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Reverse engineering of metabotropic glutamate receptor-dependent long-term depression in the hippocampus

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This study focused on metabotropic glutamate receptor-dependent long-term depression (mGluR–LTD) in the hippocampus. This form of LTD is suggested to play a key role in learning, memory and the plasticity of behaviour. Recent advances have started to uncover the underlying mechanisms of mGluR-LTD [1]. However, it is not completely clear how these mechanisms are linked and it is believed that several crucial mechanisms still remain to be revealed.

The two main objectives of this study were (i) to quantify the dynamics of mGluR-LTD responses by dynamic data-based models and (ii) to identify underlying dominant processes of mGluR-LTD by applying mathematical system identification methods. In recent years, more and more researchers advocate the use of a top-down modelling approach (reverse engineering) for improving the knowledge of biological systems [2, 3].

The drug dihydroxyphenylglycine (DHPG) was used to induce mGluR-LTD in rat brain slices (table 1). The drug was applied for different durations (5min, 15min, 2 hours) and in different concentrations (15mM, 30mM). In addition, also different sampling intervals (5min, 30s, 90s) were used.

Table 1 Overview of the experiments

For the modelling, discrete-time Transfer Functions (TF) models were used. The models described the relation between the DHPG application (input) and the long-term depression responses (output).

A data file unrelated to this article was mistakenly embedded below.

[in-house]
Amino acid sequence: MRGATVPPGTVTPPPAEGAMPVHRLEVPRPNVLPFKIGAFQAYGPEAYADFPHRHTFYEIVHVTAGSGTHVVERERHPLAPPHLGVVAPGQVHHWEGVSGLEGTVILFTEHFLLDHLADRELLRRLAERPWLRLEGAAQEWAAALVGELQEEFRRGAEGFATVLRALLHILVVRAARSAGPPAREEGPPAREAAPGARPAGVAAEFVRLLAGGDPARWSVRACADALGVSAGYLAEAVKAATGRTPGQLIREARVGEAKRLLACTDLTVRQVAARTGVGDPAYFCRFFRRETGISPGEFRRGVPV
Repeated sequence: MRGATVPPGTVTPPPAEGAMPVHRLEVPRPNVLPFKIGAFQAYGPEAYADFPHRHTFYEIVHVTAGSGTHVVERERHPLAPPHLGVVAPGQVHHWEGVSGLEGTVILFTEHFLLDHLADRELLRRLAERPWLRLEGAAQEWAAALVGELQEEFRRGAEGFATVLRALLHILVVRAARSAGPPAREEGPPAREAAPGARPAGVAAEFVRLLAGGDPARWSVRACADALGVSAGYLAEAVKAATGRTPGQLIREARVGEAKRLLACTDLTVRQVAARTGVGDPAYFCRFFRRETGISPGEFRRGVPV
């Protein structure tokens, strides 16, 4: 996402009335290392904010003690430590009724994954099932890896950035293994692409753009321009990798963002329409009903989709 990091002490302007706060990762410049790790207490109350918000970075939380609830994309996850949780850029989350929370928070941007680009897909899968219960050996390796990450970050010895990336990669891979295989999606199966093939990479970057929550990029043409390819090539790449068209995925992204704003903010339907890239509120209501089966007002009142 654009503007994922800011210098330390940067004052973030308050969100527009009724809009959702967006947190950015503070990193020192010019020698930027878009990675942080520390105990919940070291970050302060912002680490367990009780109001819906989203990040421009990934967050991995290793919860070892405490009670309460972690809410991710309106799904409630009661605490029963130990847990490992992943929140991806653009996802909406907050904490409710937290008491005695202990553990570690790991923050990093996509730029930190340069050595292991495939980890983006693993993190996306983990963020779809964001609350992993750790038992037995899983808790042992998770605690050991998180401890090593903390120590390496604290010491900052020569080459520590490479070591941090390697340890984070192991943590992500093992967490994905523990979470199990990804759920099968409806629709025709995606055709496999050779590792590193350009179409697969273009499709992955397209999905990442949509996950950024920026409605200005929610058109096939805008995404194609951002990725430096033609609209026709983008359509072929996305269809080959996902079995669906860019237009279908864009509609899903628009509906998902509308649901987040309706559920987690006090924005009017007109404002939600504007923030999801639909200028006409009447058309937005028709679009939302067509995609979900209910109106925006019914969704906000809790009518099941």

All models were very accurate (all RT2-values higher than 0,94) and reliably estimated. For a 2 hours application of 30 µM DHPG sampled with a frequency of 1/30s, the time-constant of the mGluR-LTD response was 92s. Thus, the models for high sampling rate indicated that a sampling interval of 30s would be ideal to minimize information loss of the dynamics of mGluR-LTD responses.

Interestingly, it was suggested that there are three dominant sub-processes underlying mGluR-LTD: one fast sub-process, one slow sub-process and an immediate sub-process.

This study suggests that the dynamic data-based modelling approach can be a valuable tool for reverse engineering of mGluR-dependent LTD responses.

References

  1. 1.

    Luscher C, Huber K: Group 1 mGluR-dependent synaptic long-term depression: mechanisms and implications for circuitry and disease. Neuron. 2010, 65 (4): 445-459. 10.1016/j.neuron.2010.01.016.

  2. 2.

    Csete M, Doyle JC: Reverse engineering of biological complexity. Science. 2002, 295: 1664-1669. 10.1126/science.1069981.

  3. 3.

    Tomlin CJ, Axelrod JD: Understanding biology by reverse engineering the control. Proceedings of the National Academy of Sciences of the United States of America. 2005, 102 (12): 4219-4220. 10.1073/pnas.0500276102.

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Correspondence to Jean-Marie Aerts.

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Keywords

  • Transfer Function
  • Sampling Interval
  • Brain Slice
  • Reverse Engineering
  • Information Loss